When Missouri Senate candidate Todd Akin made a comment about women being raped last year, the New York Times responded with, according to a search engine count, about 250 stories in under three months. A sample of the 19 (!) headlines from just the first two days*:
“Republicans Press Todd Akin to Quit Race,” “Romney Condemns Akin Remarks on Rape,” “Romney and Ryan Team Up on Trail Amid Criticism on Abortion,” “Akin’s No-Show on ‘Piers Morgan’ Is Boon for Program,” “Romney Statement on Abortion Contradicts Ryan’s Earlier Stance,” etc., etc., etc.
It didn’t slow down. That search engine shows 22 stories about Akin on August 21 alone. An August 22 story was headlined “Ryan Pressed to Explain Position on Rape and Abortion.” And it was written by Trip Gabriel, who is also on the New York Times‘ Gosnell coverage, such as it is. Gabriel even wrote about trying to press the candidate he was covering about the Akin issue in his campaign journal.
It’s interesting to note, then, how this reporter, his colleagues at The Times and journalists at other papers have handled the political implications of the Gosnell story. This Gosnell story is nowhere near as bad as someone saying something untrue about rape. Not that bad. It’s just about a convicted murderer whose abortions fell a bit too far on the post-birth and malpractice side of things than the prebirth side and resulted in an untold number of deaths and scarings and disease spreading.
But The Times has — how does one put it — struggled with stories on the general case and the actual trial in particular. In the first one to cover the trial after an early report, the headline gave away that the story was only being published under extreme pressure, barely mentioned the trial, failed to fully represent the legal arguments mentioned and got extremely confused about the difference between babies and fetuses. (tmatt will have more on this later.) Another piece was better, though it read perhaps a bit too much like a well-crafted press release from an abortion rights activist group.
This last piece suffers from the same problem. If the job is to ask tough questions of people in Gosnell’s line of work (anything like the tough questions asked of people in the same political party as Todd Akin), it failed. If the job was to publish the statements from press releases without even so much as a hint of a tough follow-up, it was great. If it was to write up an anodyne “she-said, she-said” of competing analyses of the trial, also great work.
Don’t get me wrong, while I will fully agree with the New York Times that a politician saying something stupid deserves at least 250 breathless stories in a three-month span and that the country’s most salacious serial murder trial, that of an abortion doctor to boot, should only begrudgingly and weakly be covered after extreme pressure, I wonder if maybe there’s not room for slight improvement here.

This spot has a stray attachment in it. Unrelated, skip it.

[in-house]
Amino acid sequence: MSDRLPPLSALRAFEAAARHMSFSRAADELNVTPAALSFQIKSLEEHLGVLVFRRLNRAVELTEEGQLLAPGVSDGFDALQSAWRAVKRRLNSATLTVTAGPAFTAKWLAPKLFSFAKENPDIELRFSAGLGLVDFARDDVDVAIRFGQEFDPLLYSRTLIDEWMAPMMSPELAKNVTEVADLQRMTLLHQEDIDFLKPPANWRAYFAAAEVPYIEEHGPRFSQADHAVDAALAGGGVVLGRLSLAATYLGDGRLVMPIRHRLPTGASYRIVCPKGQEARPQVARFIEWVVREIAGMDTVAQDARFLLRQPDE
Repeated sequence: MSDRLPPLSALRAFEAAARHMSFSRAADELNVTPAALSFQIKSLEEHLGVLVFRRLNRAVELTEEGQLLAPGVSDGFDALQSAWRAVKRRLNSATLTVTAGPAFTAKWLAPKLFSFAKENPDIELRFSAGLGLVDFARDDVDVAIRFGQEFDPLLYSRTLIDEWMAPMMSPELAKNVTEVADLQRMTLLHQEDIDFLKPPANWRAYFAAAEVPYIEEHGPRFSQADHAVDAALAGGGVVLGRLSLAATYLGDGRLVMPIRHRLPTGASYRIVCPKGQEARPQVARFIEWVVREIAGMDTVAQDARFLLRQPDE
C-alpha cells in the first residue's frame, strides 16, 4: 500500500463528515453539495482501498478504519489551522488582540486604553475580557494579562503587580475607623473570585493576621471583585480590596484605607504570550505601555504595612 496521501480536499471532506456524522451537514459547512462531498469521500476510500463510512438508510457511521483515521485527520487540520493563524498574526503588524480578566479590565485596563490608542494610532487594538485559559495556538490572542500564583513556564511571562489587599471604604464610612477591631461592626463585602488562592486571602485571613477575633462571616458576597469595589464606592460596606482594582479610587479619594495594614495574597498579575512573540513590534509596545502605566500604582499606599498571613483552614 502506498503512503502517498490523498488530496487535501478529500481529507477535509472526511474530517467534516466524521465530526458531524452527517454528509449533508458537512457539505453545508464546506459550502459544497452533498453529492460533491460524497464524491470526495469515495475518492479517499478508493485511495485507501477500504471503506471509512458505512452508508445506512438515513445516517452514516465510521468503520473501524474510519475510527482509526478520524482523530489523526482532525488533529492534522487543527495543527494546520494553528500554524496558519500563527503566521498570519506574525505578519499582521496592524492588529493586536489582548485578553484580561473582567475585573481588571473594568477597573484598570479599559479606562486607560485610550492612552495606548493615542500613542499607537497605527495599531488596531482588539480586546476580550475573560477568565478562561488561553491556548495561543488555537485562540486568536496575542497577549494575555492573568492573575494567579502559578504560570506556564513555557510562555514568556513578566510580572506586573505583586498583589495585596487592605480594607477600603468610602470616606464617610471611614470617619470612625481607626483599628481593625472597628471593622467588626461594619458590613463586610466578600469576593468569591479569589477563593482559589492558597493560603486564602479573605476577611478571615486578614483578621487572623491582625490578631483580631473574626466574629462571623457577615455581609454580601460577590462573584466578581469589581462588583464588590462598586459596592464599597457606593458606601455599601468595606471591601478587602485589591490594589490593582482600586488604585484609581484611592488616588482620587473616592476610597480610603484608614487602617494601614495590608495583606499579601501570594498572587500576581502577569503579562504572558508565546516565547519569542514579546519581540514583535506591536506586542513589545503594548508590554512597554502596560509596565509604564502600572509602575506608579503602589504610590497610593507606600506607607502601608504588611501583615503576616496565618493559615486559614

If every pro-life candidate in the country was forced to respond repeatedly to Akin’s comments, perhaps we could spare just a question or two for a few pro-choice leaders? Maybe just the ones who oppose all or almost all limits on abortion, those on the extreme, outside-the-mainstream pro-choice side of things?
Just by way of example, our own President Barack Obama twice voted against bills to protect infants born alive in abortion clinics. He said he couldn’t address the case earlier because the trial was ongoing (a fact oddly omitted from that New York Times piece in favor of a less direct demurral from his press secretary). But the trial is over now. Let’s ask away!
Or to take Cecile Richards, the head of Planned Parenthood. She had a couple of conflicting tweets I’d love to see an enterprising reporter ask about. Here’s her “get ahead of the tough questions” attempt from yesterday. Here’s just one of many obvious opportunities for a tough follow-up. We talked yesterday about other questions that Richards could have been asked in favor of the puffballs she was given from the New York Times the day prior. Or maybe we could hear more about that video up top of a Planned Parenthood official Alisa LaPolt (and former journalist, natch) arguing for Gosnellian post-birth abortions? Wouldn’t that provide some opportunity for good questions?
Again, no one is saying that the murders and killings and unsanitary conditions of Kermit Gosnell, aided and abetted by other abortionists who referred patients to him and pro-choice politicians who failed in their oversight duties, is a bigger deal than a Missouri politician saying something stupid. No one. So the 250 stories within three months of that one statement are without a doubt journalistically defensible. But maybe just, you know, one or two tough stories here? Is that too much to ask? In light of the million+ abortions performed each year and the general abortion culture we have in this country? We’re not afraid to ask tough questions, are we? And if so, why are we?
Another note, real quick. A few weeks ago, tmatt wrote in a related post:
It’s pretty obvious at this point that many very powerful journalists raised in the ’60s (Yes, I’m talking about Bill Keller’s Austin speech again) no longer believe that it is necessary, or possible, to be accurate and fair when covering moral/religious news stories, as opposed to political stories, strictly defined.
I’m not entirely sure we’re seeing a tremendous amount of accuracy or fairness about political stories from certain media outlets, but the problem as evidenced above is compounded when we’re talking about religion and moral stories. To some extent, they’re the canary in the coal mine of the problems caused by the media’s breakdown.
*I’m sure these numbers must be inflated or duplicates, although I couldn’t figure out for sure or, how many items are duplicates.